Today the US Copyright Royalty Board is going to decide if they agree to increase music royalty payments as requested by the National Music Publishers Association, and for some reason the British are panicking over the idea that the Apple iTunes Music Store will shut down because of this. The reason for their hysteria is a Board at the Library of Congress deposition by iTunes vice president Eddy Cue in 2007:
If (iTunes) was forced to absorb any increase in the... royalty rate, the result would be to significantly increase the likelihood of the store operating at a financial loss - which is no alternative at all. Apple has repeatedly made it clear that it is in this business to make money, and most likely would not continue to operate [iTunes] if it were no longer possible to do so profitably.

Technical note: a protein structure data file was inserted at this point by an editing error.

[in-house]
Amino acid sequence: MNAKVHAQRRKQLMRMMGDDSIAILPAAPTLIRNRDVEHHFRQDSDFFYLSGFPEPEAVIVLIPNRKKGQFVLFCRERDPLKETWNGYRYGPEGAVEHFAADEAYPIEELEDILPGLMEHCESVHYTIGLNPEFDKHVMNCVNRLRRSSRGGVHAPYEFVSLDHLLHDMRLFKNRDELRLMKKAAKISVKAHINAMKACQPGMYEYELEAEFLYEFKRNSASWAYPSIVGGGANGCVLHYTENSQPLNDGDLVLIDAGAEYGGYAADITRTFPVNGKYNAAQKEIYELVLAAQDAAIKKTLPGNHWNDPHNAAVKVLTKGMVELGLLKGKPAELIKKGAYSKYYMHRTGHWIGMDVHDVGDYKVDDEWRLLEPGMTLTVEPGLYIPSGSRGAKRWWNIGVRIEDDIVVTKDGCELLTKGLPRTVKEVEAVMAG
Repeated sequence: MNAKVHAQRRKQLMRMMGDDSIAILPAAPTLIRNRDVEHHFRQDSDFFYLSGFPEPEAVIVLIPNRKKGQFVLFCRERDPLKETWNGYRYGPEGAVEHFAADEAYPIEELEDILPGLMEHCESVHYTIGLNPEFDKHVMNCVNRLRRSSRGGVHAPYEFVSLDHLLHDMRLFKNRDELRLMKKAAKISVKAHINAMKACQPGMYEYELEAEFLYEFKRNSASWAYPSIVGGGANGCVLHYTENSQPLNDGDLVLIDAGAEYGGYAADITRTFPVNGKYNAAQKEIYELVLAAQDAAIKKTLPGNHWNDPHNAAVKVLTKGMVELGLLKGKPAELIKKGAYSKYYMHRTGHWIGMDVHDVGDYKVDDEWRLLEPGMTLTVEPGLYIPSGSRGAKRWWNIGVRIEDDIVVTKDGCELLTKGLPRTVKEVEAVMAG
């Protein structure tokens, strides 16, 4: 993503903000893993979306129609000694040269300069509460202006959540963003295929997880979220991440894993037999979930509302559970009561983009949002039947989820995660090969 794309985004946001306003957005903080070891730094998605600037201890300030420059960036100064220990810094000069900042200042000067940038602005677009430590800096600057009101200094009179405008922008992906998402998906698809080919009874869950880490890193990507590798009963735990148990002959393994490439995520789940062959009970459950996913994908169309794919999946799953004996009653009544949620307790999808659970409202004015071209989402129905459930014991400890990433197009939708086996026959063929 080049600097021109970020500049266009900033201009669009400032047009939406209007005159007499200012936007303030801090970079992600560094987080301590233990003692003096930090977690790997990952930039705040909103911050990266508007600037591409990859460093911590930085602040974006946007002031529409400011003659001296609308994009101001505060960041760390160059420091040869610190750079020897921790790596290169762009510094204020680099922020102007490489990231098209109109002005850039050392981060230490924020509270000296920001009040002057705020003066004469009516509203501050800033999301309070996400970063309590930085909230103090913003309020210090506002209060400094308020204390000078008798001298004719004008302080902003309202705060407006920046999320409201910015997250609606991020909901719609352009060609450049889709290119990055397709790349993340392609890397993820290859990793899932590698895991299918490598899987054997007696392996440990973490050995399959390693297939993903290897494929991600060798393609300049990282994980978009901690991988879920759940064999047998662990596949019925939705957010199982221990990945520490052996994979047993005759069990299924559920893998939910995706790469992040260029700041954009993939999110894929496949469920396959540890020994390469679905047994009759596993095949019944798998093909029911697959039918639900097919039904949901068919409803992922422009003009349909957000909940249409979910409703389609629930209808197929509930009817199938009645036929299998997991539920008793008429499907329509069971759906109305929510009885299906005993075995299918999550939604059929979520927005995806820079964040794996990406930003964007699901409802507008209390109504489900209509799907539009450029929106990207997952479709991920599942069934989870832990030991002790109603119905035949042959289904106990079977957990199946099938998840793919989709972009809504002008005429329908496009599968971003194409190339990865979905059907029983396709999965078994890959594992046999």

As a result of this, the limey yellow press and the BBC are talking about music apocalypse today, Nostradamus style, as if they were one of those crazy potheads who keep writing to us about how the Large Hadron Collider is going to assplode and take the reality fabric with it. Well, here's a note to all those who are trying to spin this for their own benefit, saying that Apple is "holding its customers to ransom by threatening to shut down its iTunes music download site": Not only there's no ransom because Apple's protected material keeps working even while the store is not but, quite simple, it's just not going to happen. [BBC News and Daily Mail]